If you're thinking about visiting the Sea of Trees as a tourist, I urge you to think carefully about your goals for this hike. Enjoy this forest for the beautiful landscape that it is and leave kind stickers/notes with anti-suicide messages (Your life matters in Japanese: あなたの人生は大切。) encouraging depressed people to turn back. We might be tourists, but we can make the world a better place, and it starts with a simple step: being aware of ourselves and the impact of our actions, especially when traveling.
By continuing to make Aokigahara infamous by playing up its lore/haunted nature, we make it more attractive for those who are depressed to blame their suicides on the forest.
If you’re going through hell, keep going. — Winston Churchill
If you're someone reading who is depressed, the Aokigahara forest is not the answer to your problems. If you’re having suicidal thoughts, please remember that your life is precious and call the following numbers to talk to someone OR seek professional help: Japanese Suicide Prevention Numbers & Global Suicide Prevention Hotlines.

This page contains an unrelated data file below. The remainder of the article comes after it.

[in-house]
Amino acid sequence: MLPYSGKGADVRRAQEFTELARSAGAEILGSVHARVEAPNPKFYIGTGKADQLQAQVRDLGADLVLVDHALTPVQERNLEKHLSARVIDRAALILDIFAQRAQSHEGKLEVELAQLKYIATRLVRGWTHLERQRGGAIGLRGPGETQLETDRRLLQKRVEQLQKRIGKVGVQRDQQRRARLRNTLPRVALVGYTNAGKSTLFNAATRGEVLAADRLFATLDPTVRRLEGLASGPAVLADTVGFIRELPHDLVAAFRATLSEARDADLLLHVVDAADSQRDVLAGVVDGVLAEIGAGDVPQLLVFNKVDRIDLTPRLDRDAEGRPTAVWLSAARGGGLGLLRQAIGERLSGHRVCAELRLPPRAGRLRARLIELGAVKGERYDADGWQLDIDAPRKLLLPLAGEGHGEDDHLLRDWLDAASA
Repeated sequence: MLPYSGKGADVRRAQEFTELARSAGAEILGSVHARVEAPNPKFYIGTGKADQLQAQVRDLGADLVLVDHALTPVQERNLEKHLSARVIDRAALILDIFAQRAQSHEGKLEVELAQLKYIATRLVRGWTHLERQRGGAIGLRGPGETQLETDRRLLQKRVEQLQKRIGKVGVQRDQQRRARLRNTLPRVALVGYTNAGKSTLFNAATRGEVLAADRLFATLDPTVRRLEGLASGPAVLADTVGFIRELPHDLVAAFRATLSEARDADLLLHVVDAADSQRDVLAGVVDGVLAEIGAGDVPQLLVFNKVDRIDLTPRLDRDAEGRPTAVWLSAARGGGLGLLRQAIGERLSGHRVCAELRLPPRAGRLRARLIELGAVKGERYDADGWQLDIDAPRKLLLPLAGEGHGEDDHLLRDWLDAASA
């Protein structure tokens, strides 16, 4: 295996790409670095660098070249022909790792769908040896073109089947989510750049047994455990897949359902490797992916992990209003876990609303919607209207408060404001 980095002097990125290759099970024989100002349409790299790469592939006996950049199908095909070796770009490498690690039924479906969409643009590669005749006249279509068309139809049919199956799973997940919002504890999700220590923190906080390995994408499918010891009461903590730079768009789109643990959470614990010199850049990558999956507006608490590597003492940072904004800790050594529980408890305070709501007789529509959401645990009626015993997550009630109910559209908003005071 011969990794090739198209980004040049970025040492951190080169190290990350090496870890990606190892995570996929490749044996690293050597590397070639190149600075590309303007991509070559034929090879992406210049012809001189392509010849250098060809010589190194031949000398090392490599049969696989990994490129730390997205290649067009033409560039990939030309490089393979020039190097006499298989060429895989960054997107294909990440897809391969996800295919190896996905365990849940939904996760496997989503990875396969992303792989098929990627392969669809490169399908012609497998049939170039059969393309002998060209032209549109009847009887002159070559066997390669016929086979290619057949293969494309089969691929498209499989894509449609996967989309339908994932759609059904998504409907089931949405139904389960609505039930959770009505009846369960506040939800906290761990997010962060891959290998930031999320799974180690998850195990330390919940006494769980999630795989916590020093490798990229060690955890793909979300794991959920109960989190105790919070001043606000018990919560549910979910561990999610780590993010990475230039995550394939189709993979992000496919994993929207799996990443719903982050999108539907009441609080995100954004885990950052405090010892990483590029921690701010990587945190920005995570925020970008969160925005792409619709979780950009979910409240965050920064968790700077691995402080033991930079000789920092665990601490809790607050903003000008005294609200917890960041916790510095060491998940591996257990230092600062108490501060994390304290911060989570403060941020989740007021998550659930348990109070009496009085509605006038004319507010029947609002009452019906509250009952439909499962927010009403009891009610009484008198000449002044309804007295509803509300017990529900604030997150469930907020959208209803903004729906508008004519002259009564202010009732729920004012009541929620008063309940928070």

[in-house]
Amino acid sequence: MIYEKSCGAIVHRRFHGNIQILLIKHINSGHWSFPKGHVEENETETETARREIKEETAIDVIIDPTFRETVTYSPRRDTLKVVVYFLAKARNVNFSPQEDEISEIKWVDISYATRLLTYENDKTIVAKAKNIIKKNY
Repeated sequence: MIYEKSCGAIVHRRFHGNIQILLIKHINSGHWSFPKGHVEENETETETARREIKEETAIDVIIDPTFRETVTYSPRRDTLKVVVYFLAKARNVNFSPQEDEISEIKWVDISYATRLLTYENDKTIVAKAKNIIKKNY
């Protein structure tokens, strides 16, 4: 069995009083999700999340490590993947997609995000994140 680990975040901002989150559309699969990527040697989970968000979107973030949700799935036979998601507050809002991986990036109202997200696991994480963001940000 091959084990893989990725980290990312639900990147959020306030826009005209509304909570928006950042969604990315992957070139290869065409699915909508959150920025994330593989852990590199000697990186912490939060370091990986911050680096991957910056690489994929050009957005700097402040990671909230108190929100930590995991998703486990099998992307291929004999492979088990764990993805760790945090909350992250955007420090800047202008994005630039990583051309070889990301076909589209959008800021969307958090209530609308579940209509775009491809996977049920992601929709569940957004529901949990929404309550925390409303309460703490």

Should you go?
I don't know. It's a truly one of the most fascinating and beautiful forests that I've been in. The forest is quiet, peaceful, lush, and generally without people. It is close to Mount Fuji, so it is a nice hike if you're already visiting Mount Fuji or the ice caves. The more people who go there, the less stigmatized it will be as many people still believe the forest to be haunted/the reason for these suicides. Similarly, more foot traffic might result in fewer suicides in this beautiful forest. It's a personal call, but I would say it's a humbling place to be in and it's a truly beautiful virgin forest in its own right.
Getting there: Aokigahara Forest